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  3. That article again: "The HAMMONIA Chemistry Climate Model: Sensitivity of the Mesopause Region to the 11-Year Solar Cycle and CO2 Doubling" Schmidt et al.
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  4. It is the case of pointing up some consequences that follow to the preceding simulation of the atmosphere. The CO2 affects heavily the behavior of the atmosphere but not in the way commonly claimed. It produces the arising within the Earth’s atmosphere of the tropopause and mesopause heat sinks where are collected all the forms of wasted energy which are sent to space once converted to EM radiative energy. Then the CO2 makes the atmosphere able to emit the heat which else would be continuously accumulated within it, thus producing a runaway warming. The atmosphere without CO2 would be very hot (I think it would be thermally vanished). The cooling effect occurs within the isothermal sinks because the conversion heat->EM radiation, in effect, is a phase transition because the excitation/disexcitation takes place as change of the internal molecular energy which doesn’t affect the translational molecular KE ant thus the temperature. The most important result is that the emission power is simply proportional to T^4, i.e., it is a purely intensive property, as moreover is explicitly stated by the Einstein’s relation F=1/(M0/M1-1) claiming that the photonic density is not an extensive property. We can assume whatever value for M=M0+M1, in this case the amount of CO2 present within the atmosphere, and M0/M1 will remain constant. This is also shown by the Earth’s and Venus’ temperature profiles. That means that even increasing about 4e5 times the atmospheric CO2 we don’t have any serious effect on the atmospheric temperature profile. Thus, the alarmists’ claims about the GW caused by CO2 seem to be physically unfounded and this matter would be totally upset.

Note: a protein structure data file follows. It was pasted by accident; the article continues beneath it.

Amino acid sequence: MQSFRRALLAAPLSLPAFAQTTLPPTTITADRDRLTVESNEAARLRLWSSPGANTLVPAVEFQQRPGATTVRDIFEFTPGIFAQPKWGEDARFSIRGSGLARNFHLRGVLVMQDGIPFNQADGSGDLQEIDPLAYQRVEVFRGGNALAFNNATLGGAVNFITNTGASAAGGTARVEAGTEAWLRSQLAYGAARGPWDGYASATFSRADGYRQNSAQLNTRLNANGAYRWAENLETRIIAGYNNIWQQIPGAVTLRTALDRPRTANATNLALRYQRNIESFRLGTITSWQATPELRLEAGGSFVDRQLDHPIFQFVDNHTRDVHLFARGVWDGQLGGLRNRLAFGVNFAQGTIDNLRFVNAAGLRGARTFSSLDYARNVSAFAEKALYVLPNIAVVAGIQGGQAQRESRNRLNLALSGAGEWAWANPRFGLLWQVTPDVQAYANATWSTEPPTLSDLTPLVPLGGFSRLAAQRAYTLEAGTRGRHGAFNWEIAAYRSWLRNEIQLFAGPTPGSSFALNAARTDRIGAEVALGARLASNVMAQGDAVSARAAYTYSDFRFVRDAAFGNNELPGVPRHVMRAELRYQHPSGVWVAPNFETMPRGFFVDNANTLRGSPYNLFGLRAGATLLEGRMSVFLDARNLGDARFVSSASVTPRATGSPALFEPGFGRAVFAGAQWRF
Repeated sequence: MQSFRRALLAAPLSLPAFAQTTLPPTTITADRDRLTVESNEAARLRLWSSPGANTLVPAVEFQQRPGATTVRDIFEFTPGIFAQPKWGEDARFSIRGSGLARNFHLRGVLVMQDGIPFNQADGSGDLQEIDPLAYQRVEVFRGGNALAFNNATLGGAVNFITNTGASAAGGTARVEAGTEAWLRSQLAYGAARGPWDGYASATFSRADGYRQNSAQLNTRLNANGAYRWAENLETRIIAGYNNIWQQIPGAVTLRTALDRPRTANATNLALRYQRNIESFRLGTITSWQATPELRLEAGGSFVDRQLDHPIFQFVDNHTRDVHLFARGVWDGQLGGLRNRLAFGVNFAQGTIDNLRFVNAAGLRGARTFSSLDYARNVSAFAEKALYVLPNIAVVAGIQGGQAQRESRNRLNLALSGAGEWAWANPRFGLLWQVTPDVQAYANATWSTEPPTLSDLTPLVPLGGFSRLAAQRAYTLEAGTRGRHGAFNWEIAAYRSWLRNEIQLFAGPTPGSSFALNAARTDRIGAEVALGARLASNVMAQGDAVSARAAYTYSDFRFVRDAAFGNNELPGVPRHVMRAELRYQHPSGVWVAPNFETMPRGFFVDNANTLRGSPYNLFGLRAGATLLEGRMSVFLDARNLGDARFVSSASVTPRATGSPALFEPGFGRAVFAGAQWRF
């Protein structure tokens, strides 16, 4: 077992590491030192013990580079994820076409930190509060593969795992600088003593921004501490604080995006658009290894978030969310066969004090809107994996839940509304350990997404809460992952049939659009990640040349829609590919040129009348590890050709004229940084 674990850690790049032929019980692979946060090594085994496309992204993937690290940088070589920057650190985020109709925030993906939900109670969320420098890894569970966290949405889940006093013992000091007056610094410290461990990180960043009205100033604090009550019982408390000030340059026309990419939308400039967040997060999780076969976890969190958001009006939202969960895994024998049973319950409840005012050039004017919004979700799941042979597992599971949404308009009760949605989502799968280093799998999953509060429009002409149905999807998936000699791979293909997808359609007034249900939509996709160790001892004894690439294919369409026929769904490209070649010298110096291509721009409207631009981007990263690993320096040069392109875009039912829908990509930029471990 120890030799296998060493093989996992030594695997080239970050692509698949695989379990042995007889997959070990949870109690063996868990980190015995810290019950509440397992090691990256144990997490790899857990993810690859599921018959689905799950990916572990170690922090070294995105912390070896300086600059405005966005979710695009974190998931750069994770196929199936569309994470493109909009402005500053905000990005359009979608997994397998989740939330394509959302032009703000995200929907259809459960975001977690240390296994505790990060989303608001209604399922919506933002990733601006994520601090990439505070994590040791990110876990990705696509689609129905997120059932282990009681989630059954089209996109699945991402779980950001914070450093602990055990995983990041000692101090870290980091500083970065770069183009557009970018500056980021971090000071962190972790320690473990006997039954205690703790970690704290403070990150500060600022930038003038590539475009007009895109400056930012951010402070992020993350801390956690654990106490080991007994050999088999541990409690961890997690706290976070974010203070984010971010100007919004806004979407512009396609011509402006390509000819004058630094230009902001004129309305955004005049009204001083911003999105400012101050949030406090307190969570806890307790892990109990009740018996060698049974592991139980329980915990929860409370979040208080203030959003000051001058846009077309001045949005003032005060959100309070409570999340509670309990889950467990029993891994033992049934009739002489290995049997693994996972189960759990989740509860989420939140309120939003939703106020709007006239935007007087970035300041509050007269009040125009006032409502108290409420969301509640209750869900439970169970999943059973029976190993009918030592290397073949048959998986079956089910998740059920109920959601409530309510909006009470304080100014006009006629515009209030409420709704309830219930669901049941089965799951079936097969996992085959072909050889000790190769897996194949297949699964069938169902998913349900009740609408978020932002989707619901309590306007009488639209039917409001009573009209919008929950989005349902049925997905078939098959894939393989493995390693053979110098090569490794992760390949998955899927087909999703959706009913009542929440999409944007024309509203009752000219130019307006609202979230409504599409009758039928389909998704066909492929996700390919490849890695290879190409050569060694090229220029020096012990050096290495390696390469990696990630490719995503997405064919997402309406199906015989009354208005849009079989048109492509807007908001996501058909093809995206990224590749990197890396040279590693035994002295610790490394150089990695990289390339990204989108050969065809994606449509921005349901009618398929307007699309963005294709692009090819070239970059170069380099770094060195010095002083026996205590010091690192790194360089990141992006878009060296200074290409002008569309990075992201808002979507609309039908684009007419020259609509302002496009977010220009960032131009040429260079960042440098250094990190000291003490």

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  5. 54 - Michele "Thus, the alarmists’ claims about the GW caused by CO2 seem to be physically unfounded" I'm seeing the physics words but not the physics. Do you have a link to a paper or proper analysis demonstrating your claims? There are plenty of links on this site showing how "greenhouse" gasses produce warming (e.g. the ScienceOfDoom pists) are well founded. So, equally, could you show where the errors (and thay must be very big and obvious) are?